It could best be described as an open secret. During Sylvia’s first year with the company, she took more than her share of the company’s ‘medical time’ because of her child. Now, when I say she took more of her share of medical time, that is a literal statement. She took more than her share of the company’s medical time.
The medical time concept was pretty unique for companies. It allowed you to take hours or a day to be used for things such as doctor’s visits, taking relatives to the doctors, or preventative exams. Of course, it could also be used as genuine sick time, but it was very flexible. This was a good thing for Sylvia. Having had to come back to work shortly after her child was born, she needed to place him in daycare. Daycare being daycare, the boy got more than his share of colds and other germs. Sylvia would often get a call that her child needed to be taken home from daycare because of some illness or other.
To accommodate this, Sylvia would user her medical leave time. After all, that is what it was there for, wasn’t it? However, as the year progressed, more and more people noticed that she had reached and even exceeded her limit of medical leave time allowed for an average employee. It was a running joke that she was on her 18th day of her 12 day allotment. Nobody brought this up because they realized she was not taking it frivolously, but rather so she could help her child during a very rough first year.
Chief among the defenders of Sylvia was Marvin, one of her employees. While not a parent himself, he saw the need for Sylvia to be with her sick child, and often held down the department while Sylvia had to leave. He never complained about this, and never mentioned that she had well surpassed her medical leave days by the middle of the year.
I mentioned that Marvin was not a parent. This is strictly true, but for anyone who knew Marvin, his dogs were his children. While he tried to not go overboard and become ‘one of those dog people’, his colleagues knew how devoted he was to the three dogs that shared his life. It would have surprised no one to know that when one of the dogs was diagnosed with a possible cancer, Marvin would do what he needed to help his ‘child’.
To that end, he talked with Sylvia and indicated he would like to take some medical leave when he had to take his dog to possible cancer treatments. Sylvia, being the fair and compassionate manager she was, told him absolutely not. Medical leave was to be used strictly for humans and not for dogs, so Marvin could not use it. Rules had to be followed, after all.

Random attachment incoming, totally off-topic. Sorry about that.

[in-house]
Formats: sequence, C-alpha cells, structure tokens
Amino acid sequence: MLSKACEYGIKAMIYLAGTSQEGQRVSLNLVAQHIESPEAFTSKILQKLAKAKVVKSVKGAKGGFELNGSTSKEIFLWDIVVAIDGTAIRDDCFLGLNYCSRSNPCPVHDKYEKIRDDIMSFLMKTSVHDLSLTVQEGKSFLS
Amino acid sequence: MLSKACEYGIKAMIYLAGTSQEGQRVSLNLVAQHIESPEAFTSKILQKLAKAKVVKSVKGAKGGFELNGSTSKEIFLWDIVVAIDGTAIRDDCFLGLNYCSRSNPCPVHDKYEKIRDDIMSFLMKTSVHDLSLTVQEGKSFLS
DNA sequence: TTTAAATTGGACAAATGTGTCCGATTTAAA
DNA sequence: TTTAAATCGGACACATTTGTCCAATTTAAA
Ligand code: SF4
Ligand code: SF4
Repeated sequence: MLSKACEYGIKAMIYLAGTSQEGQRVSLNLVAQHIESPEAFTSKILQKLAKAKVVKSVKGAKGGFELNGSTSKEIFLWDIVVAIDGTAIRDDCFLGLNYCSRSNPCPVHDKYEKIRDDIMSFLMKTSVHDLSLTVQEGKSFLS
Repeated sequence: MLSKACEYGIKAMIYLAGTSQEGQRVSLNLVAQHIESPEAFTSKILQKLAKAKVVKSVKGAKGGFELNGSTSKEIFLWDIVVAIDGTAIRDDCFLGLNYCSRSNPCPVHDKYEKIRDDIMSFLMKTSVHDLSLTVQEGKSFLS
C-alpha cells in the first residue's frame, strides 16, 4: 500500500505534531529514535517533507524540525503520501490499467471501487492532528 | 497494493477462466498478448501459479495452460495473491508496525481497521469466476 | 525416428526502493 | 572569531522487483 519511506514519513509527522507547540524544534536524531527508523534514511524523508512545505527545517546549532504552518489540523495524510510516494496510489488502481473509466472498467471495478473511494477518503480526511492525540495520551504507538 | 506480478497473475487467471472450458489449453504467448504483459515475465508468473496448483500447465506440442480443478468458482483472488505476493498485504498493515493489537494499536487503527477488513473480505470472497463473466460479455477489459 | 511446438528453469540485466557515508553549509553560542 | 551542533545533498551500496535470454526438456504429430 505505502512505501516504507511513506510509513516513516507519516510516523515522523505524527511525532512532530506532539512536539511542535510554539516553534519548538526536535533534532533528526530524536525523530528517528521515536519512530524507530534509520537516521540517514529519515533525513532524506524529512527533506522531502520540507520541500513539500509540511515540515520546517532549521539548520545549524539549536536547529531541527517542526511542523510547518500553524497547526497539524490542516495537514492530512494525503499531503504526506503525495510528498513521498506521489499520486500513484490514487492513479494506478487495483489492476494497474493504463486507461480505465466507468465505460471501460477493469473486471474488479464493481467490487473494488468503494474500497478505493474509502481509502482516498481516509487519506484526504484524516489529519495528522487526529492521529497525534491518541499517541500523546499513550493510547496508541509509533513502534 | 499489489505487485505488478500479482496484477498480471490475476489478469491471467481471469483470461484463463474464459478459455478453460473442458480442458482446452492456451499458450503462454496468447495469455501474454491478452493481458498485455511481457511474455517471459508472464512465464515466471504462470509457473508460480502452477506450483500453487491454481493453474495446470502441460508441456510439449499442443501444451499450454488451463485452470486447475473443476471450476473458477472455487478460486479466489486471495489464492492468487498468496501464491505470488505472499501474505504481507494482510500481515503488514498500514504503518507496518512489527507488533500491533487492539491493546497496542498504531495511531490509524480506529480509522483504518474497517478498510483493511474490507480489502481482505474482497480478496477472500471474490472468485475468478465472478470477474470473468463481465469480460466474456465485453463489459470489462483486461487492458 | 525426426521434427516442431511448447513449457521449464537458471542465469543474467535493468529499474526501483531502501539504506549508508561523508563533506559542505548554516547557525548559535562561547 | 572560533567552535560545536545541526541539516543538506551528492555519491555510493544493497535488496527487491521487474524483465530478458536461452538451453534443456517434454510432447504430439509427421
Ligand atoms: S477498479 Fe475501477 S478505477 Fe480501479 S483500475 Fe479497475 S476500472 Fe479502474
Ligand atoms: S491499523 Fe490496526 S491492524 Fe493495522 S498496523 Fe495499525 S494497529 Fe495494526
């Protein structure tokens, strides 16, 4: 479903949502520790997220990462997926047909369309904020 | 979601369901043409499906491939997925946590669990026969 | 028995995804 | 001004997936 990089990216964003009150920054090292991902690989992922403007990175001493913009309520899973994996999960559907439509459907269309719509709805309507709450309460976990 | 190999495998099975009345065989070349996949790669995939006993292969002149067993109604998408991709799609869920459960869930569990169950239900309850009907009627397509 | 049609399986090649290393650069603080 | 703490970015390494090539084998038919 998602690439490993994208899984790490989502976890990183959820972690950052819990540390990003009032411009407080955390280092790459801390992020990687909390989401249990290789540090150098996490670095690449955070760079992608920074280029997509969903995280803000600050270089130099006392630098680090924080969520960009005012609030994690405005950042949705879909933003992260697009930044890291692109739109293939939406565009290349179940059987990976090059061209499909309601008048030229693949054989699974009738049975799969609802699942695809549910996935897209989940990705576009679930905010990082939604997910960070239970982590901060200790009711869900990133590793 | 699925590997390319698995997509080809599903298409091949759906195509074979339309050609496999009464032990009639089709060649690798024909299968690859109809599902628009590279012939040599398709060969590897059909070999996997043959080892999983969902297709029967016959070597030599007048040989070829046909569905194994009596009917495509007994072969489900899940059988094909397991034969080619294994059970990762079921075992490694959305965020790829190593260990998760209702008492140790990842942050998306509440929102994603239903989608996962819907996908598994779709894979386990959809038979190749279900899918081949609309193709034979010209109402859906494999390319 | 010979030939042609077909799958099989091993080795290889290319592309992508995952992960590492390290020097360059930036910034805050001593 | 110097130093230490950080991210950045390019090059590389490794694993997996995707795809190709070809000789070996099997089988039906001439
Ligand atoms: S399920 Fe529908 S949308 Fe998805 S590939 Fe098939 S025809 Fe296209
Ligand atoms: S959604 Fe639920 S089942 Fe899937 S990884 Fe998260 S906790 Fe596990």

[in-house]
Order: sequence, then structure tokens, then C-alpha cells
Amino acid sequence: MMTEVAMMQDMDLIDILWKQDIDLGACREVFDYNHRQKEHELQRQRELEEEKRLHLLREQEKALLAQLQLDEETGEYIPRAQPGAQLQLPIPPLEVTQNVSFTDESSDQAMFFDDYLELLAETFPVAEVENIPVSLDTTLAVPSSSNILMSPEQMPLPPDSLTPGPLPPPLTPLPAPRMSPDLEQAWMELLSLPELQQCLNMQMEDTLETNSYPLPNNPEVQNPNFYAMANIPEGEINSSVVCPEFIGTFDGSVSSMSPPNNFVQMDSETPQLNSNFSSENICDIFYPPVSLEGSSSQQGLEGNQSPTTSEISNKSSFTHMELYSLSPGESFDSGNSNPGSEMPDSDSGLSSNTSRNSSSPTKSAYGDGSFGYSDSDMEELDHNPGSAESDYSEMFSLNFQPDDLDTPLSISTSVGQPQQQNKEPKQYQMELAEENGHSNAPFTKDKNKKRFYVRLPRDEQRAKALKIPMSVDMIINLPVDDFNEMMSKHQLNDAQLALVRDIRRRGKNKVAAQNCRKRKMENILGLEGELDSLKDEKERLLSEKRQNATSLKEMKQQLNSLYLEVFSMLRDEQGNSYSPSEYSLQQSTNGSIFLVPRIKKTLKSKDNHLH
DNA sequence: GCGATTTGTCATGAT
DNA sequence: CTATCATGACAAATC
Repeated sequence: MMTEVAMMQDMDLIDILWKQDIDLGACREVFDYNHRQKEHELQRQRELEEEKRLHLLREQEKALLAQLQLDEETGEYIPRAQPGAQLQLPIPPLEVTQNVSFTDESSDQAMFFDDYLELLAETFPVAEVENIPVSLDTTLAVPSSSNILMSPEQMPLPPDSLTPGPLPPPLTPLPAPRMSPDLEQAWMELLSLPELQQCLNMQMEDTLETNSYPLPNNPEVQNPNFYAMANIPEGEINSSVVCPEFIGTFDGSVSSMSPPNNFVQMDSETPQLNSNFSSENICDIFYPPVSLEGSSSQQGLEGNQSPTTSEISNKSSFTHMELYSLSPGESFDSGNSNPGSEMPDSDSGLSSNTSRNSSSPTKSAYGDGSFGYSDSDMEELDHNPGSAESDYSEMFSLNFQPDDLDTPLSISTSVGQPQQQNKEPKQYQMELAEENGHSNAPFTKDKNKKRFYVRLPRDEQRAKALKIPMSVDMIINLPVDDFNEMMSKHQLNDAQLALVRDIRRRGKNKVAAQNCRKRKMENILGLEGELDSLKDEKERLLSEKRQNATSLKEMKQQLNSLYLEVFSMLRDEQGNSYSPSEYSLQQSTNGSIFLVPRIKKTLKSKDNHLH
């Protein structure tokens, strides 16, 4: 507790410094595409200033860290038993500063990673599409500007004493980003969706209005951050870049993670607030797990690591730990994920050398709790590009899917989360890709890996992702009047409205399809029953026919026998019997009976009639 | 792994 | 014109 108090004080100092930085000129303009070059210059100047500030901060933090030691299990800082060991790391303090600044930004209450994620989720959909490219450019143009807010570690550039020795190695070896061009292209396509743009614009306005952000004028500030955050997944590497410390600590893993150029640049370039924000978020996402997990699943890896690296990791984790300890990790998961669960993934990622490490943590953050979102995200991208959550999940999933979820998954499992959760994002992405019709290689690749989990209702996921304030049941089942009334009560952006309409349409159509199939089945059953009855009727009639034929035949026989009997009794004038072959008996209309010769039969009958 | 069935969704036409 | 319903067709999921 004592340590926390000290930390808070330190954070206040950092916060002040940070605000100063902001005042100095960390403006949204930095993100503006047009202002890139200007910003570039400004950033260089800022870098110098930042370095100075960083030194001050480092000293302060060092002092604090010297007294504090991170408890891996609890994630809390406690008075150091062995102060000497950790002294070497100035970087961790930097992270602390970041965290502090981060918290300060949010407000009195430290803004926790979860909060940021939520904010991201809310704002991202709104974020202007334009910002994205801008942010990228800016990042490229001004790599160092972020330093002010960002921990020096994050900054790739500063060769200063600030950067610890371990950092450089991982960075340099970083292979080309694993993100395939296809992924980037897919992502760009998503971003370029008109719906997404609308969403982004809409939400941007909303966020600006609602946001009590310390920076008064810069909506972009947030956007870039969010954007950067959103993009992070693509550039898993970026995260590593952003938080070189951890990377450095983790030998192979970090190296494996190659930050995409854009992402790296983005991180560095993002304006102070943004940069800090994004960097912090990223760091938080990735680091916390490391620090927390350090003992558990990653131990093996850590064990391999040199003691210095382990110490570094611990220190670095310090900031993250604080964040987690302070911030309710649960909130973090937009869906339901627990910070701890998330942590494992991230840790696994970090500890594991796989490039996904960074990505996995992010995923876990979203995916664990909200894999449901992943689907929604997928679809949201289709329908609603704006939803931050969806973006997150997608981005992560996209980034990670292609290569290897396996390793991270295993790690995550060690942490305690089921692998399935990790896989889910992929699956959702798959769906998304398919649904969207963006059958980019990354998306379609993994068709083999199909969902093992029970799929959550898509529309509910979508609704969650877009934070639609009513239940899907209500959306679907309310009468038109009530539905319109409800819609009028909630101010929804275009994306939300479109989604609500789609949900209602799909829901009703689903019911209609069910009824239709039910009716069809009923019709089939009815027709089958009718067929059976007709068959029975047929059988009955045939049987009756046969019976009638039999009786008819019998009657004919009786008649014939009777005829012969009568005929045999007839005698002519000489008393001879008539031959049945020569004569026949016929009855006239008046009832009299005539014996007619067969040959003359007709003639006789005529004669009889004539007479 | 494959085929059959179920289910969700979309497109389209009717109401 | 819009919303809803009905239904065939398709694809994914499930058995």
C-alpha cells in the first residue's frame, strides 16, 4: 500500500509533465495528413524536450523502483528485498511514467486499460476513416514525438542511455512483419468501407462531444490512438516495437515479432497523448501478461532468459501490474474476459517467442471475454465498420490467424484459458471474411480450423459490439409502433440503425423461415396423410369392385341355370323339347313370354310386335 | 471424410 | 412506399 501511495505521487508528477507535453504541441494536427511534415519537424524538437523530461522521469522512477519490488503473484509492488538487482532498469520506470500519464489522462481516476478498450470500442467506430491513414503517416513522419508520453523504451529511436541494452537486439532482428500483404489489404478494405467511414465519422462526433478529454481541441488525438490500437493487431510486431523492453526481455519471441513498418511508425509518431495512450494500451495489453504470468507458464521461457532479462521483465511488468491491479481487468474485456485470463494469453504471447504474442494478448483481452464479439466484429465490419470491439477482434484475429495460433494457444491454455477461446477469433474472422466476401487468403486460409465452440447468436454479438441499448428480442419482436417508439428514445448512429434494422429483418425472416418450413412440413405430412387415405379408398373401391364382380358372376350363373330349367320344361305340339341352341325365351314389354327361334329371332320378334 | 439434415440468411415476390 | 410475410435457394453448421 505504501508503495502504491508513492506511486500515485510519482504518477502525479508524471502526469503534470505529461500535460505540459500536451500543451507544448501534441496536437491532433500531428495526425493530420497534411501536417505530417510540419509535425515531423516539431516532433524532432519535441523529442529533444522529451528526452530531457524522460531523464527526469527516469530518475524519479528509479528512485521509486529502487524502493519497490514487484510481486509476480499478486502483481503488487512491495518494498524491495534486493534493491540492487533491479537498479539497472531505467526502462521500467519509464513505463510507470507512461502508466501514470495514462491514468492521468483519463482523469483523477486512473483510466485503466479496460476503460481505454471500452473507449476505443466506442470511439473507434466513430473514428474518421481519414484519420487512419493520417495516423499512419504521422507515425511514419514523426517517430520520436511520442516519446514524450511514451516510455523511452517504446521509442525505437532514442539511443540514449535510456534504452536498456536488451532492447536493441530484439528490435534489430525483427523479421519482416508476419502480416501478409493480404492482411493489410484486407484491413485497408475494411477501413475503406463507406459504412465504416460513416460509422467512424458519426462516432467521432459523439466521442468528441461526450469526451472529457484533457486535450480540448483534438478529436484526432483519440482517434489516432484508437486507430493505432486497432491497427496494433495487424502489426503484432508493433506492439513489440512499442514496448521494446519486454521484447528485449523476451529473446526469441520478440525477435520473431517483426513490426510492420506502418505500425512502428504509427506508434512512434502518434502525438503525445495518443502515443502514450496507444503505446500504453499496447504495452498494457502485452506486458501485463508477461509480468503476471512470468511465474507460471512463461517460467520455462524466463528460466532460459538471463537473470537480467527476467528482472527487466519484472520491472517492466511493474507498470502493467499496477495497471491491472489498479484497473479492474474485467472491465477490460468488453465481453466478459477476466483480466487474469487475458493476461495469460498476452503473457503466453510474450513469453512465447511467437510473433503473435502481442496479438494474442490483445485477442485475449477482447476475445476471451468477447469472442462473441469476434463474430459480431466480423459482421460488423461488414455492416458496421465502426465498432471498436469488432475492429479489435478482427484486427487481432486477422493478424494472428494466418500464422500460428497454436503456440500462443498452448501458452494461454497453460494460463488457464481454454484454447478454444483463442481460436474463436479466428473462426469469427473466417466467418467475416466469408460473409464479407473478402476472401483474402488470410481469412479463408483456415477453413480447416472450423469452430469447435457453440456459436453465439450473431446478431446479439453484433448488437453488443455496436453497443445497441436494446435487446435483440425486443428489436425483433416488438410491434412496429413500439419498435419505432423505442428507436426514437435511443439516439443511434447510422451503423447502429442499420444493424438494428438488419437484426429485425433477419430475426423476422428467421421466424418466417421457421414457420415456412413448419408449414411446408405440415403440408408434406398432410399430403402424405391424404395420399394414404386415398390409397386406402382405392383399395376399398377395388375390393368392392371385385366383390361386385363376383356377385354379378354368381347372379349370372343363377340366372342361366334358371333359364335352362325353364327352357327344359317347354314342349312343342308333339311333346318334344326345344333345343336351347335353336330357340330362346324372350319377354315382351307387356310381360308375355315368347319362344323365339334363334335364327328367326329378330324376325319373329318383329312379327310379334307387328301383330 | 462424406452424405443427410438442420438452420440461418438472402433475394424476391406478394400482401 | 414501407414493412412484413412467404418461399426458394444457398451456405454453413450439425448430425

Marvin’s world, and his opinion of Sylvia, changed in that instant. Sylvia wanted to play by the rules, then play by the rules they would. While he could not begin counting Sylvia’s multiple days off during her first year and still hope to keep his job, he could follow Sylvia’s lead. The rules stated he did not have to tell her the reason for taking one medical leave day, so he didn’t. She had destroyed the open relationship he had tried to cultivate. So, if there was a vet visit, he had a medical leave day, and nobody was allowed to ask why. When someone in the department would ask, he would smile politely and say it was a private matter.
In the past, Marvin would drag himself in on a day he wasn’t feeling well. Now, he began using his sick time. Again, using one or two was a private matter, with three being the magic number for a doctor’s note. Marvin was never sick more than two days. He worked his hours, and that was it. He took his vacation days, where previously he would give some back to the company. In other words, he became a conspicuous rule follower, using the rules to his own benefit.
In other words, in the 5 seconds Sylvia indicated that while she could bend the rules with wild abandon and Marvin couldn’t, she lost a good employee and gained a rule follower and a clock watcher. Five seconds to destroy trust and turn an employee from engaged to disengaged. It might have been a world record.
There is an old saying that rules are meant to be broken. While that may be a bit extreme, in certain circumstances, they can be bent. A compassionate workplace is one that recognizes this and allows bending of the rules. It is part of what makes a workplace more than just a workplace, but a location where people may not enjoy going, but certainly don’t mind. That compassion has to be spread equally around, and not reserved for just a privileged few.
When someone who has seen the rules bent for them suddenly decides that the rules must be strictly adhered to by someone else, the spell is broken. If it is a manager who does this to an employee, the damage they have caused can be irreparable. Why? Because, the manager is creating a two tiered system. They can flout rules when it is of benefit to them, but will apply them strictly when they gain no benefit from it…except for the good will of their employee.
How much is that good will worth? How much in extra hours worked, extra effort employed, and going the extra mile? How much long term benefit can bending a rule for someone else in the short term create? How much damage do you cause when your compassion stops at the tip of your nose. You may have kept the rules, but lost a good employee. How much have you lost in the long term?
A good manager is one who is compassionate. He or she knows that by showing compassion, they will get it back, and in most instances, get it back multi-fold. They look past their own self-interest to see the wider world and the bigger picture.
For those that can’t, they lose more than they can ever imagine, if they could imagine past their own viewpoint.